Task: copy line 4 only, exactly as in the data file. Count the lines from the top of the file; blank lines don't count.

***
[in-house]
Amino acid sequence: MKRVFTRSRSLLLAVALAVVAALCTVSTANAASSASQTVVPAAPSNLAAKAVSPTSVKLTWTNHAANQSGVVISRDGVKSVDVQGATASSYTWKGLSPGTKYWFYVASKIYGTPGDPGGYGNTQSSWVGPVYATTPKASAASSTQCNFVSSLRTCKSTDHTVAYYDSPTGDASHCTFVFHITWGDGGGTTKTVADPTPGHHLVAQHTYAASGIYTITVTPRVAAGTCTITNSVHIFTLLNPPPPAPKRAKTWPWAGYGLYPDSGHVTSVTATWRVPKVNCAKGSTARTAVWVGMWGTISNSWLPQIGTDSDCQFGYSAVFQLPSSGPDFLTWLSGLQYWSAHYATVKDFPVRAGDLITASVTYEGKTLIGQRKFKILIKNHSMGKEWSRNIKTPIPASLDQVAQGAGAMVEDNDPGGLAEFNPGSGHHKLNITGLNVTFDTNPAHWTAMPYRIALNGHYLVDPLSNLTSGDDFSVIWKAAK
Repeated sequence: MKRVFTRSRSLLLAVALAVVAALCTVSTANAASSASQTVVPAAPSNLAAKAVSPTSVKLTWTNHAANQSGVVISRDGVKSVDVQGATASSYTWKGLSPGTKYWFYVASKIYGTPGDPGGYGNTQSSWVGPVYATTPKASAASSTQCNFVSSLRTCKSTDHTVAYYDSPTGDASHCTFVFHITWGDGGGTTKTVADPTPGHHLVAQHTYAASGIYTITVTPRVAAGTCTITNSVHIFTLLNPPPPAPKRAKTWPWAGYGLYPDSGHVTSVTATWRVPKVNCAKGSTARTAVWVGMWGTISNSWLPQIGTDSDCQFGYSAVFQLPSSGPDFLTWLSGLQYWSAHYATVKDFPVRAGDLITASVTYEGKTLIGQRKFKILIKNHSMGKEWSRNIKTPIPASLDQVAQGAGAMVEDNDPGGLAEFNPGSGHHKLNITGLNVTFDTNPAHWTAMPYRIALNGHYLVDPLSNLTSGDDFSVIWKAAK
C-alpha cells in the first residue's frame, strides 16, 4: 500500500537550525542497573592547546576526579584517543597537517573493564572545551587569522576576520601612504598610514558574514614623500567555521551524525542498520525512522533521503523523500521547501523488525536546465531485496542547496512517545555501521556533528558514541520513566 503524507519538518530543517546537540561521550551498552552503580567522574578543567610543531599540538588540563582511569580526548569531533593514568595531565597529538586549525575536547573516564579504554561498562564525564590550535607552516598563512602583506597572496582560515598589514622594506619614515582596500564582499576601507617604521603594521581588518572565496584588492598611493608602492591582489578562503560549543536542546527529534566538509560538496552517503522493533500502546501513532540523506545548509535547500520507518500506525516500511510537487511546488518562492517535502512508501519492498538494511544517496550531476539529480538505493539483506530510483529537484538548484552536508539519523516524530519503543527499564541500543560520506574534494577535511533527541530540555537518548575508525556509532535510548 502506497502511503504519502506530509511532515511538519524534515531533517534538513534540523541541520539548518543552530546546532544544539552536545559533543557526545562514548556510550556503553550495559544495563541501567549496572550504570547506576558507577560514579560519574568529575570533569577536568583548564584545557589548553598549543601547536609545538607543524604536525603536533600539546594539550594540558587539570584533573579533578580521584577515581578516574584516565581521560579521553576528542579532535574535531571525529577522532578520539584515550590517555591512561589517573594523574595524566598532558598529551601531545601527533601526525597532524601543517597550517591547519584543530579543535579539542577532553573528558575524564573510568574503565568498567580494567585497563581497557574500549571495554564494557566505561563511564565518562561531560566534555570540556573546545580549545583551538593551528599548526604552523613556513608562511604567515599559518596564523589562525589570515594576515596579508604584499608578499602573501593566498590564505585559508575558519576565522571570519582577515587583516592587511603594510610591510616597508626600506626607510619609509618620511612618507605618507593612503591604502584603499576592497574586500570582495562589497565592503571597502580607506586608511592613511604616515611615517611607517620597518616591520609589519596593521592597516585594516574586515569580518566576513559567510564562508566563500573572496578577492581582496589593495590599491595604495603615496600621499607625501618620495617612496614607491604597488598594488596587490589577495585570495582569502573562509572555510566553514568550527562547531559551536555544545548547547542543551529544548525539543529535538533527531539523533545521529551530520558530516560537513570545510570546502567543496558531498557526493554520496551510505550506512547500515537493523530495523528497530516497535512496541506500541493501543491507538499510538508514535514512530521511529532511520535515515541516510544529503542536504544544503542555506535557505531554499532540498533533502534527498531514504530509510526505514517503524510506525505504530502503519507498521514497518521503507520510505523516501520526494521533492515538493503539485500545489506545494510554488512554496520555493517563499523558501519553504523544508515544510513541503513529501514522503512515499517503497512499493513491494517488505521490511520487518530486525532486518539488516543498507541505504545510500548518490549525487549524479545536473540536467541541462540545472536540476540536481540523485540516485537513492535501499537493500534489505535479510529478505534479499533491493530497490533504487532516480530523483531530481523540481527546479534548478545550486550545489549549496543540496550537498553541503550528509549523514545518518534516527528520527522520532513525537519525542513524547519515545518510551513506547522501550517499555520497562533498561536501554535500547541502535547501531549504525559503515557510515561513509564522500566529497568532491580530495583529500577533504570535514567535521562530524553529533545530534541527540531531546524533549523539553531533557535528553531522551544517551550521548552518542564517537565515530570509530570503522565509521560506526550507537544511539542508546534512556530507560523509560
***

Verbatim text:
C-alpha cells in the first residue's frame, strides 16, 4: 500500500537550525542497573592547546576526579584517543597537517573493564572545551587569522576576520601612504598610514558574514614623500567555521551524525542498520525512522533521503523523500521547501523488525536546465531485496542547496512517545555501521556533528558514541520513566 503524507519538518530543517546537540561521550551498552552503580567522574578543567610543531599540538588540563582511569580526548569531533593514568595531565597529538586549525575536547573516564579504554561498562564525564590550535607552516598563512602583506597572496582560515598589514622594506619614515582596500564582499576601507617604521603594521581588518572565496584588492598611493608602492591582489578562503560549543536542546527529534566538509560538496552517503522493533500502546501513532540523506545548509535547500520507518500506525516500511510537487511546488518562492517535502512508501519492498538494511544517496550531476539529480538505493539483506530510483529537484538548484552536508539519523516524530519503543527499564541500543560520506574534494577535511533527541530540555537518548575508525556509532535510548 502506497502511503504519502506530509511532515511538519524534515531533517534538513534540523541541520539548518543552530546546532544544539552536545559533543557526545562514548556510550556503553550495559544495563541501567549496572550504570547506576558507577560514579560519574568529575570533569577536568583548564584545557589548553598549543601547536609545538607543524604536525603536533600539546594539550594540558587539570584533573579533578580521584577515581578516574584516565581521560579521553576528542579532535574535531571525529577522532578520539584515550590517555591512561589517573594523574595524566598532558598529551601531545601527533601526525597532524601543517597550517591547519584543530579543535579539542577532553573528558575524564573510568574503565568498567580494567585497563581497557574500549571495554564494557566505561563511564565518562561531560566534555570540556573546545580549545583551538593551528599548526604552523613556513608562511604567515599559518596564523589562525589570515594576515596579508604584499608578499602573501593566498590564505585559508575558519576565522571570519582577515587583516592587511603594510610591510616597508626600506626607510619609509618620511612618507605618507593612503591604502584603499576592497574586500570582495562589497565592503571597502580607506586608511592613511604616515611615517611607517620597518616591520609589519596593521592597516585594516574586515569580518566576513559567510564562508566563500573572496578577492581582496589593495590599491595604495603615496600621499607625501618620495617612496614607491604597488598594488596587490589577495585570495582569502573562509572555510566553514568550527562547531559551536555544545548547547542543551529544548525539543529535538533527531539523533545521529551530520558530516560537513570545510570546502567543496558531498557526493554520496551510505550506512547500515537493523530495523528497530516497535512496541506500541493501543491507538499510538508514535514512530521511529532511520535515515541516510544529503542536504544544503542555506535557505531554499532540498533533502534527498531514504530509510526505514517503524510506525505504530502503519507498521514497518521503507520510505523516501520526494521533492515538493503539485500545489506545494510554488512554496520555493517563499523558501519553504523544508515544510513541503513529501514522503512515499517503497512499493513491494517488505521490511520487518530486525532486518539488516543498507541505504545510500548518490549525487549524479545536473540536467541541462540545472536540476540536481540523485540516485537513492535501499537493500534489505535479510529478505534479499533491493530497490533504487532516480530523483531530481523540481527546479534548478545550486550545489549549496543540496550537498553541503550528509549523514545518518534516527528520527522520532513525537519525542513524547519515545518510551513506547522501550517499555520497562533498561536501554535500547541502535547501531549504525559503515557510515561513509564522500566529497568532491580530495583529500577533504570535514567535521562530524553529533545530534541527540531531546524533549523539553531533557535528553531522551544517551550521548552518542564517537565515530570509530570503522565509521560506526550507537544511539542508546534512556530507560523509560